I SAY YOUR NAME INTO EMPTY WINDOWS
You'd say, aren't windows always empty? Pull
me back through the frame. A room. Windows are
empty until a body slips through. Holes
in my brain leave me sieve-like, straining. You're
fluid through tissue, skirting the crux of
me. Your hand up my skirt two weeks ago.
Remember those years when everyone loved
defenestration? Caught in theory glow,
the relative height. How far up lets me
break open on the way down, strew barren
seats into fields? Oh, but too late. If three
stories' flight won't kill you, what does? I spin
into the fall. How will all this stored force
feel? The yard I land in is called remorse.
* * *
GRAY BLUE YELLOW GREEN
At a reading in an art gallery—I have questions about our non-future
together and you're answerless. I have questions about our bright past
and you're all revisionist, unable to allow whatever rose-filled bloom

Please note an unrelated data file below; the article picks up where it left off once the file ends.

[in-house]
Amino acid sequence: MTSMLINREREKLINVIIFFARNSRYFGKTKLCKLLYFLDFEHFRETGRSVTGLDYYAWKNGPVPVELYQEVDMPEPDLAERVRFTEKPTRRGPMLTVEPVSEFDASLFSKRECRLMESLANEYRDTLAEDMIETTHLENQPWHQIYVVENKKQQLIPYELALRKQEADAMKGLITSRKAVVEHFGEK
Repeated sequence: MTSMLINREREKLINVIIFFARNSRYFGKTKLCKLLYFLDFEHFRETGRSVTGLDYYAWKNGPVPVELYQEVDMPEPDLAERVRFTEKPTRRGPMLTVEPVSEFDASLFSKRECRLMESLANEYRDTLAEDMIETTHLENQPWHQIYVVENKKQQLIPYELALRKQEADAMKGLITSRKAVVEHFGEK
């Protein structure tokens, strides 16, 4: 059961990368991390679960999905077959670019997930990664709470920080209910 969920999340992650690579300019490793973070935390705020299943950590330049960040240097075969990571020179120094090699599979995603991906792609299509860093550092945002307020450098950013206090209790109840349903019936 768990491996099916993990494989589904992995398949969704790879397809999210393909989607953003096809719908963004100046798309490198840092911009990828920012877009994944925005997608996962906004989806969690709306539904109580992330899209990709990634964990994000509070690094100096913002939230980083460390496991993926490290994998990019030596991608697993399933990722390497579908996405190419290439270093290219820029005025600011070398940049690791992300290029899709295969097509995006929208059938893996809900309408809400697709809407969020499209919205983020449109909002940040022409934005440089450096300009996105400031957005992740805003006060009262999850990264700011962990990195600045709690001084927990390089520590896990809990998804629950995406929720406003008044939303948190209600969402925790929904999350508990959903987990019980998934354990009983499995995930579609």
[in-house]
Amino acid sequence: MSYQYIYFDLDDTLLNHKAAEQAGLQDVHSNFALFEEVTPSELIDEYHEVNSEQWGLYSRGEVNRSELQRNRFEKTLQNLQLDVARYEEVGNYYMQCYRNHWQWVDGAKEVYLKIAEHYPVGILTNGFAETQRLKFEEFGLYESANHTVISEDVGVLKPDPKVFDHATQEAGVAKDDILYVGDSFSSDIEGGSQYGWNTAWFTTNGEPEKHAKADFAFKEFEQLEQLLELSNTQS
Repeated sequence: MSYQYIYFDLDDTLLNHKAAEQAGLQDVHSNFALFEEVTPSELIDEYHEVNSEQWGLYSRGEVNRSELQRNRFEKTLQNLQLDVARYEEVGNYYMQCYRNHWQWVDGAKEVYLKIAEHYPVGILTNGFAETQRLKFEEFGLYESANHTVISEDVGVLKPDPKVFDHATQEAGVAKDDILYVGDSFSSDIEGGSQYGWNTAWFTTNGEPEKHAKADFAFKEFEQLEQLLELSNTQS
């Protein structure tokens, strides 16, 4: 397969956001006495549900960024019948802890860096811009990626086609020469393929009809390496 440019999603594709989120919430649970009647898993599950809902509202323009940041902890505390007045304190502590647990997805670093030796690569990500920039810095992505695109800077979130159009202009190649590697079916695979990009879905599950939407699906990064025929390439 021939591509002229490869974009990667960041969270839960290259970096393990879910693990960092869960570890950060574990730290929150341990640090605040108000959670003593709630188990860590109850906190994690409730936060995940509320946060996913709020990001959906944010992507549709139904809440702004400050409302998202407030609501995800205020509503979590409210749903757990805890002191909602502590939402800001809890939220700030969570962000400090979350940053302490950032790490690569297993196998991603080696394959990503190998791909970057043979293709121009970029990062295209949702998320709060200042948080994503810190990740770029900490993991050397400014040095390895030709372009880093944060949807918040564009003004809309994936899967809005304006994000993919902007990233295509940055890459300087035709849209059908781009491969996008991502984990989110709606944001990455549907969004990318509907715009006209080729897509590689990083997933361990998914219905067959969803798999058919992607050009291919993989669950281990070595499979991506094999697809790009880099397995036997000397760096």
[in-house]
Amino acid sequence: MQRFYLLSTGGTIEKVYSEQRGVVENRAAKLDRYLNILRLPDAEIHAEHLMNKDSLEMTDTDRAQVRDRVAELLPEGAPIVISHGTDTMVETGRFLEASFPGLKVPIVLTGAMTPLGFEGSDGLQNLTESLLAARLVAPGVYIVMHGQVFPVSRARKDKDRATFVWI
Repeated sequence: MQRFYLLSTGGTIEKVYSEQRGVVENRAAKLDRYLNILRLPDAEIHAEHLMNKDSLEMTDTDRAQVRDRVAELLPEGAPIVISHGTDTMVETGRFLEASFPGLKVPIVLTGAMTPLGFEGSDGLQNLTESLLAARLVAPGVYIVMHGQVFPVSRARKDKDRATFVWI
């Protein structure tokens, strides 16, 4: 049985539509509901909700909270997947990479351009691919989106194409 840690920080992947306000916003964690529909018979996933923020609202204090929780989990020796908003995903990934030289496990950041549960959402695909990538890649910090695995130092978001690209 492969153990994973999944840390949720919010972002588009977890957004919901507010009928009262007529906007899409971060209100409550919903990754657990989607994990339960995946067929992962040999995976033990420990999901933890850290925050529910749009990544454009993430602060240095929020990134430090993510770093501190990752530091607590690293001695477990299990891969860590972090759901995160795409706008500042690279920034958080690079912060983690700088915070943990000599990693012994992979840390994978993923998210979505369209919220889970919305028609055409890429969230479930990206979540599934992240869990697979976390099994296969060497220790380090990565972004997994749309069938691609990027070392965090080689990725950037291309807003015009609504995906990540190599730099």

town we built up before. That must be hard. Like if you insist on only
one emotion or opinion at a time, how do you pick? You're holding my
hand like someone paid you off, like I might not be here. I'm thinking
I don't wish you other love in the future, which is not my most generous
thought. I'm coloring on the paper tablecloth with crayons and somehow
I think I need both hands for that. I'm feeling both things, if you needed
a tutorial. Like god I cannot wait for you to be gone and also never fucking
leave me, let's do this stagnant fake thing for as long as we can manage.
The poet has slides to go with each of her poems and I know you think
that's stupid, you think crayons at a reading are stupid. Love is: knowing
things the other person hates without having to ask. Which is mainly me
explaining why I don't want you to tell me how much you hated the slides
later, at dinner, or when we're picking TV to watch so we don't have to talk,
or when the ring you got me forever ago will live in your wallet instead of
on my finger, when I'll have lost track of you entirely. The waxy brain
cells lie scrawled across the table, waiting for us to give in and dissolve.
Cade Leebron lives in Columbus, OH. She holds an MFA from The Ohio State University, where she served as an editor at The Journal.
Her work has appeared in The Boiler, American Literary Review, Electric Literature, and elsewhere. She exists online at
and on Twitter, @CadeyLadey.